I don’t spend a lot of time in front of a mirror. I probably max out at three times in a day; this isn't intentional but this may be helping me maintain the illusion of my youth. I enjoy playing with my daughter, being goofy, laughing, and just plain acting silly. I’m fascinated with how young I feel—inside. I think this phenomenon is amazing because when I do catch sight of me in a mirror I am almost always taken aback by my appearance. I see my mother looking at me which isn’t a bad thing; it’s just a shocking thing half the time. I am not expecting her to show up in the mirror; I’m expecting the version of me I see in my head to show up in the mirror.
Regardless of who joins me at the mirror I think playing, being goofy and silly, and not taking everything so damn seriously is the key anti-aging formula I bring to my beauty routine. I just need to remember to apply it every day.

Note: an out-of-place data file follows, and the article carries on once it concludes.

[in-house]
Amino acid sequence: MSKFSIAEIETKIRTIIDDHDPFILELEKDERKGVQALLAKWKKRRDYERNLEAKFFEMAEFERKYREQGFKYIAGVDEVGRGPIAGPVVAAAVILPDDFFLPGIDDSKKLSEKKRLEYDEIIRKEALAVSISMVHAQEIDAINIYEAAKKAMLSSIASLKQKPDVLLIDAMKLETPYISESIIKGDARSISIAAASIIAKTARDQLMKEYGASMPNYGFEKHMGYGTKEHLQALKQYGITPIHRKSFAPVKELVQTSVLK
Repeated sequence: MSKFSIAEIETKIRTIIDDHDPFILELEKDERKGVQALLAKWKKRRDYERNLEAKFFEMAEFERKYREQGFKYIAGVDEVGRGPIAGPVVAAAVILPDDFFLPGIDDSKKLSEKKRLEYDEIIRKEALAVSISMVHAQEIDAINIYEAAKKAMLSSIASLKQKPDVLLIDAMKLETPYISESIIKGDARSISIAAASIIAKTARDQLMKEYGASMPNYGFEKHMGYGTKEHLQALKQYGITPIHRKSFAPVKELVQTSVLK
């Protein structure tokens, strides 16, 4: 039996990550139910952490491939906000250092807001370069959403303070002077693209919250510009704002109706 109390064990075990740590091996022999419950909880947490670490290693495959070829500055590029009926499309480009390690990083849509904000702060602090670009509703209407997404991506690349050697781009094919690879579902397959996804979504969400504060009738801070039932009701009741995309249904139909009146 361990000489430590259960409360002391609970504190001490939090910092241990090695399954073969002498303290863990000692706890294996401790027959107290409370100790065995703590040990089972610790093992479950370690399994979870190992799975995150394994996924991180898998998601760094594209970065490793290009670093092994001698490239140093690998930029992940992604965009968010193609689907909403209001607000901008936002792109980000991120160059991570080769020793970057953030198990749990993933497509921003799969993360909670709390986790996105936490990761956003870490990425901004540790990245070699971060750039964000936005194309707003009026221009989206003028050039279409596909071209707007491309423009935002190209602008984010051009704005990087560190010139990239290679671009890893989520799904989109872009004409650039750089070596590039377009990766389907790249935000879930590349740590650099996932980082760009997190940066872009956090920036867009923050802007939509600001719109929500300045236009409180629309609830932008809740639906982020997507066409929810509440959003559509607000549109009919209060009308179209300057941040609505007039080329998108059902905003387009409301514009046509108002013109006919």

is for Wisdom whoops...Willingness
When I wrote “T is for Trust” I explained where my words came from and how I hadn’t changed any of them—until now, and I think it’s appropriate that my W word became “Willingness” because I needed to be willing to be flexible when it came to changing my word.
I was having trouble writing for Wisdom. I had an idea of what I wanted to share but it just wasn’t working. I was discussing my list and my W woes with my new friend and co-worker, Eric. Out of 72 computers in a room I was lucky enough to get the assigned seat next to Eric. My row of 6 people are wonderful, but to end up next to a person who is a Reiki practitioner and who offers monthly guided meditation circles can’t be any better sign from the Universe that I’m on the right track. He and his wife own Transformative Balance, LLC in Columbus, Ohio. I'm glad to have found this resource.
So Eric asks me, “Does it have to be wisdom?”